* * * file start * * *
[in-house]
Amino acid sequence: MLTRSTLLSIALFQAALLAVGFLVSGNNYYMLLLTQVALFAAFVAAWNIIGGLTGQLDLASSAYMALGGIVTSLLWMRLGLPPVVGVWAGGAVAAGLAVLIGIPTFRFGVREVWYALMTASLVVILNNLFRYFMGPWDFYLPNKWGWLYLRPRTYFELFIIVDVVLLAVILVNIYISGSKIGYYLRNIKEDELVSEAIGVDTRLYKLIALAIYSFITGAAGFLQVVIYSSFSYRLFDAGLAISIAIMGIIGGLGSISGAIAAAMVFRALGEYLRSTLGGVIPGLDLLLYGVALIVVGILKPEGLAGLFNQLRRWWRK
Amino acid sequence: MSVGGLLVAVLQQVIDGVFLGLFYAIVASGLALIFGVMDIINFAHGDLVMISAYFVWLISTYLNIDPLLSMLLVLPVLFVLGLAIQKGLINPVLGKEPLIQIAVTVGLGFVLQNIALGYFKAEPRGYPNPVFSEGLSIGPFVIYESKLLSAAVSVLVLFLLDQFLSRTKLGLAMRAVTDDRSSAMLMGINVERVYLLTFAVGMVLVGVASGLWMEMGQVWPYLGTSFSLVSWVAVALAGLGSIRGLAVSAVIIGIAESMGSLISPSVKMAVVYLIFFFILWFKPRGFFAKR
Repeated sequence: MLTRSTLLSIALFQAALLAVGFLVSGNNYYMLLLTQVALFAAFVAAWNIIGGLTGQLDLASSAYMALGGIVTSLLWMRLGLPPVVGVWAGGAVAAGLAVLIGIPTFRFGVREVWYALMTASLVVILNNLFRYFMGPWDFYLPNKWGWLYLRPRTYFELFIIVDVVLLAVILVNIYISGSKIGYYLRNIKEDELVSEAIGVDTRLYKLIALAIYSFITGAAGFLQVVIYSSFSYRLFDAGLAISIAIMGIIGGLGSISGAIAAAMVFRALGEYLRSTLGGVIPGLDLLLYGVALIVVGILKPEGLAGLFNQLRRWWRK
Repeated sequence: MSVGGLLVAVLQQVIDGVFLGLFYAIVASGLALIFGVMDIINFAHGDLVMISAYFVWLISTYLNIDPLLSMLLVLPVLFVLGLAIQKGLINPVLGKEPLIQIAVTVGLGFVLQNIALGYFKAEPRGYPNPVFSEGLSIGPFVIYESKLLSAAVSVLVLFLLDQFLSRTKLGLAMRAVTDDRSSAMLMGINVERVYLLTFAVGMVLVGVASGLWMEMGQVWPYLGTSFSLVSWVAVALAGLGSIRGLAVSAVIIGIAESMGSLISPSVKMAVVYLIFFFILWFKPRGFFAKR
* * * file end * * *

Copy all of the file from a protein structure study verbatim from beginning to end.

[in-house]
Amino acid sequence: MLTRSTLLSIALFQAALLAVGFLVSGNNYYMLLLTQVALFAAFVAAWNIIGGLTGQLDLASSAYMALGGIVTSLLWMRLGLPPVVGVWAGGAVAAGLAVLIGIPTFRFGVREVWYALMTASLVVILNNLFRYFMGPWDFYLPNKWGWLYLRPRTYFELFIIVDVVLLAVILVNIYISGSKIGYYLRNIKEDELVSEAIGVDTRLYKLIALAIYSFITGAAGFLQVVIYSSFSYRLFDAGLAISIAIMGIIGGLGSISGAIAAAMVFRALGEYLRSTLGGVIPGLDLLLYGVALIVVGILKPEGLAGLFNQLRRWWRK
Amino acid sequence: MSVGGLLVAVLQQVIDGVFLGLFYAIVASGLALIFGVMDIINFAHGDLVMISAYFVWLISTYLNIDPLLSMLLVLPVLFVLGLAIQKGLINPVLGKEPLIQIAVTVGLGFVLQNIALGYFKAEPRGYPNPVFSEGLSIGPFVIYESKLLSAAVSVLVLFLLDQFLSRTKLGLAMRAVTDDRSSAMLMGINVERVYLLTFAVGMVLVGVASGLWMEMGQVWPYLGTSFSLVSWVAVALAGLGSIRGLAVSAVIIGIAESMGSLISPSVKMAVVYLIFFFILWFKPRGFFAKR
Repeated sequence: MLTRSTLLSIALFQAALLAVGFLVSGNNYYMLLLTQVALFAAFVAAWNIIGGLTGQLDLASSAYMALGGIVTSLLWMRLGLPPVVGVWAGGAVAAGLAVLIGIPTFRFGVREVWYALMTASLVVILNNLFRYFMGPWDFYLPNKWGWLYLRPRTYFELFIIVDVVLLAVILVNIYISGSKIGYYLRNIKEDELVSEAIGVDTRLYKLIALAIYSFITGAAGFLQVVIYSSFSYRLFDAGLAISIAIMGIIGGLGSISGAIAAAMVFRALGEYLRSTLGGVIPGLDLLLYGVALIVVGILKPEGLAGLFNQLRRWWRK
Repeated sequence: MSVGGLLVAVLQQVIDGVFLGLFYAIVASGLALIFGVMDIINFAHGDLVMISAYFVWLISTYLNIDPLLSMLLVLPVLFVLGLAIQKGLINPVLGKEPLIQIAVTVGLGFVLQNIALGYFKAEPRGYPNPVFSEGLSIGPFVIYESKLLSAAVSVLVLFLLDQFLSRTKLGLAMRAVTDDRSSAMLMGINVERVYLLTFAVGMVLVGVASGLWMEMGQVWPYLGTSFSLVSWVAVALAGLGSIRGLAVSAVIIGIAESMGSLISPSVKMAVVYLIFFFILWFKPRGFFAKR